This 6-foot-6 Slovakian has been through an absolutely stinking inferno since signing for the Islanders. Honestly, it would have broken lesser men.

Greif’s arrival back in summer 2021 was actually prefaced by anticipation, wit and some mischievous fun. His old club, Slovan Bratislava, flirted with moving him to Mallorca six months earlier — Greif actually flew to Spain to finalise things — and then dramatically put the brakes on the move before retaining him against his wishes. Once the news broke, the Spanish club’s fans started a #FreeDominik campaign that got some social media traction (including a retweet from Greif himself) until, that following summer, the deal eventually took place for a €2.5m transfer fee.

The now-fashionable “arrival video” by the club cheekily nicked a sequence from “The Shawshank Redemption” — the part when the prison staff realise Andy Dufresne has successfully tunneled out — and then cut to Greif being urgently told by a Mallorca employee to hide in the boot of his car so that he could be whisked off to the island and finally join their squad. It’s all good, clean fun really: it ends with the big man with his feet up on the balcony of his flat staring out into a beautiful Mediterranean sunset with the hashtag #FreeDominik smack bang in the middle of the frame.

Then, it seemed as though hell descended on the poor fella, from a muscle problem, then wisdom tooth pain, to a related infection and then total physical incapacity. He lost an entire year to various ailments, and nobody really knew why. Here we have a relatively young guy in a foreign environment, not fluent in the language, lonely and scared, bouncing from one diagnosis to another, not playing and not making friends in the squad because of his total isolation from them: Greif would have been forgiven for becoming a wreck.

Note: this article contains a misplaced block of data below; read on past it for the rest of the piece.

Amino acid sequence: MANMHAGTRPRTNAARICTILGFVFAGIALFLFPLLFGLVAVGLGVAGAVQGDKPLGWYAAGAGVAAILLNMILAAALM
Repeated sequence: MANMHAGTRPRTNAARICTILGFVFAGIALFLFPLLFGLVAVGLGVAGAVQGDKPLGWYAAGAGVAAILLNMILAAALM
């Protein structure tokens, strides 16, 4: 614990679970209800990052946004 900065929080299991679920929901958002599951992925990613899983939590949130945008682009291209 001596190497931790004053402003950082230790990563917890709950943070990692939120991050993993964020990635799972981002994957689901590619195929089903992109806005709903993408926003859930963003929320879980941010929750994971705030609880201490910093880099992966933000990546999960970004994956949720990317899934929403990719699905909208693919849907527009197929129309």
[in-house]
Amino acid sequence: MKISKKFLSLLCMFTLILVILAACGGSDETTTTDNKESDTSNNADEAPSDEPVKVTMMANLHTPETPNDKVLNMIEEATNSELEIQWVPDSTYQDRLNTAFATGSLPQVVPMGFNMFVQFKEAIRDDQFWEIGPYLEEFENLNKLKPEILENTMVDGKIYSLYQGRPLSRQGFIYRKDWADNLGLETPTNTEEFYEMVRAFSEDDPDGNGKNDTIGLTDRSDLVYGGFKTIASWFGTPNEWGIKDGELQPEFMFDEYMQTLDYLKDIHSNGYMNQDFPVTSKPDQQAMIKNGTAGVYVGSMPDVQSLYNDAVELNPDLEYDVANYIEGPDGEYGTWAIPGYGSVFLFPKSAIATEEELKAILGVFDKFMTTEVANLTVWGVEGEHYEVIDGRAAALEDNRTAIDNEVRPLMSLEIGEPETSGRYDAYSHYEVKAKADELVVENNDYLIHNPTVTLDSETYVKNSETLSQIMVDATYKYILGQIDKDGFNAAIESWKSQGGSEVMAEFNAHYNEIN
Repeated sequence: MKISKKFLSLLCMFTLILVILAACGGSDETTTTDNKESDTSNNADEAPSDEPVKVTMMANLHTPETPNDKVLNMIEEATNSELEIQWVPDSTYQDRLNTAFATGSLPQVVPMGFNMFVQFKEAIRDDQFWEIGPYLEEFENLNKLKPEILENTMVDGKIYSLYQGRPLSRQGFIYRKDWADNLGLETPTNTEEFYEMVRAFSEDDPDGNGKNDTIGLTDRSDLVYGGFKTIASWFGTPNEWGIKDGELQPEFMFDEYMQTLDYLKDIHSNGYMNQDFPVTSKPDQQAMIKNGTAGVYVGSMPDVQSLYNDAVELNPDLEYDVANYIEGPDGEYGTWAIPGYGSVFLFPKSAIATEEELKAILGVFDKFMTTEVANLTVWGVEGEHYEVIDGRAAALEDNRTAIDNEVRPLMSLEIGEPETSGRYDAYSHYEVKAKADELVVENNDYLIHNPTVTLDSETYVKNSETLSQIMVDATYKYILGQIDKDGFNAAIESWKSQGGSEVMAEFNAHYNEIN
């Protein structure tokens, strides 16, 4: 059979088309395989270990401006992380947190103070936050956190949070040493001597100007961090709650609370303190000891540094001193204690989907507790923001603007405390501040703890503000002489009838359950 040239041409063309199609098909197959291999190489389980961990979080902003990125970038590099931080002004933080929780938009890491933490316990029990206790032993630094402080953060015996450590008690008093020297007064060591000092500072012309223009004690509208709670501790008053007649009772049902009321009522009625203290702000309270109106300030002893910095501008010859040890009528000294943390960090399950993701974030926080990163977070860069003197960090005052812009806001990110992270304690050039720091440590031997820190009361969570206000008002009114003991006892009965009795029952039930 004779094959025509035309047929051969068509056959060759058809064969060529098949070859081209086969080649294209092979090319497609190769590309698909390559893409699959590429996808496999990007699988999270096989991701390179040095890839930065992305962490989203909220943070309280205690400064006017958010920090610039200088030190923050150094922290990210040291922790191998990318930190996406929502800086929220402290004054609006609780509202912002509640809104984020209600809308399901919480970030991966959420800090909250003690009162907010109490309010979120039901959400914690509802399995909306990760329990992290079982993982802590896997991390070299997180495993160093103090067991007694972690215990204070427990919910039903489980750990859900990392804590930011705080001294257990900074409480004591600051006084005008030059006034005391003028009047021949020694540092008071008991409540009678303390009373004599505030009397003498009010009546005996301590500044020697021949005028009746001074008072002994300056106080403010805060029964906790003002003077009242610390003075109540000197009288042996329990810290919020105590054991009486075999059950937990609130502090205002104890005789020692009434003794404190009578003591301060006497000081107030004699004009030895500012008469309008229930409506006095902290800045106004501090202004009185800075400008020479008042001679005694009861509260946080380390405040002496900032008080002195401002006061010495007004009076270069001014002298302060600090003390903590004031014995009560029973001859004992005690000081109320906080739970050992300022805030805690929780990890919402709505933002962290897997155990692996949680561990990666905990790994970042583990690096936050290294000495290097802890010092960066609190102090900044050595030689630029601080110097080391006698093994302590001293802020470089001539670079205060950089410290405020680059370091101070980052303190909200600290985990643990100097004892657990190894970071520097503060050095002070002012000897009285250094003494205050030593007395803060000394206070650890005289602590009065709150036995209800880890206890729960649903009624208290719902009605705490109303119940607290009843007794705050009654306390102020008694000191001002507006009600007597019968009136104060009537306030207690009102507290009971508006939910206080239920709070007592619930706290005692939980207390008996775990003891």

In due course, he broke his silence to the Slovakian media: “My body was completely wracked by intolerable pain. I was like a living corpse. I couldn’t make it as far as shopping in the local supermarket, or going into the garden to play with my dog. My girlfriend had to lift me into the passenger seat of the car as if I were wheelchair-bound. I was given the type of pain medication that they sometimes proscribe for horses and often told ‘this cure or that cure, will work in about six weeks.’ But nothing [happened] until they finally got to the root of the problem and a solution finally worked.”

When Greif featured in Mallorca’s 0-0 draw with Valencia at the weekend, given one LaLiga match as practice for the big Copa showdown, his loquacious and characterful Mexican coach, Javier Aguirre, added some more detail to the bigger picture.

“Dominik is a guy who deserves to be getting these opportunities,” Aguirre said. “When I took over [as manager], he was at rock bottom. He was limping and bent-double all the time, he spoke just the barest word or two of Spanish, he was getting injections to try and solve his problems, he was getting treated back in Slovakia to see if that could help… he was destroyed. We just didn’t know what to do for him.

“But, eventually, with the help of various therapies and with Dominik playing his part by really working hard at things, he’s fit, he’s well, he speaks good Spanish and can even make jokes with the lads at training. Really, he’s back to being the smashing keeper the club thought it was buying and he merits his chance in the cup final. [Greif] has had the most awful time, but he’s been terrific in the cup: it’s been ages since the semifinal and so I used him against Valencia to give him some sharpness, and he played well!”

Saturday will be the big man’s 12th match in four years, and it’ll be against a significantly better team than Mallorca — the Athletic fans will dwarf those supporting Greif in number, noise and passion.

If football’s all about stats, budgets, tactical hieroglyphics and Goliath beating David 99 times out of 100, then it’ll be grief for Greif in Seville. If not, if this is one of those occasions when fate has already decided that the sufferer will finally get his reward, then I want Morgan Freeman to do the voiceover of Mallorca’s victory parade.

All together now, paraphrasing from his infamous narration of “The Shawshank Redemption”: “I’d like to think that the last thing that went through Athletic’s heads, other than that the final whistle, was to wonder how the hell Dominik Greif ever get the best of them?”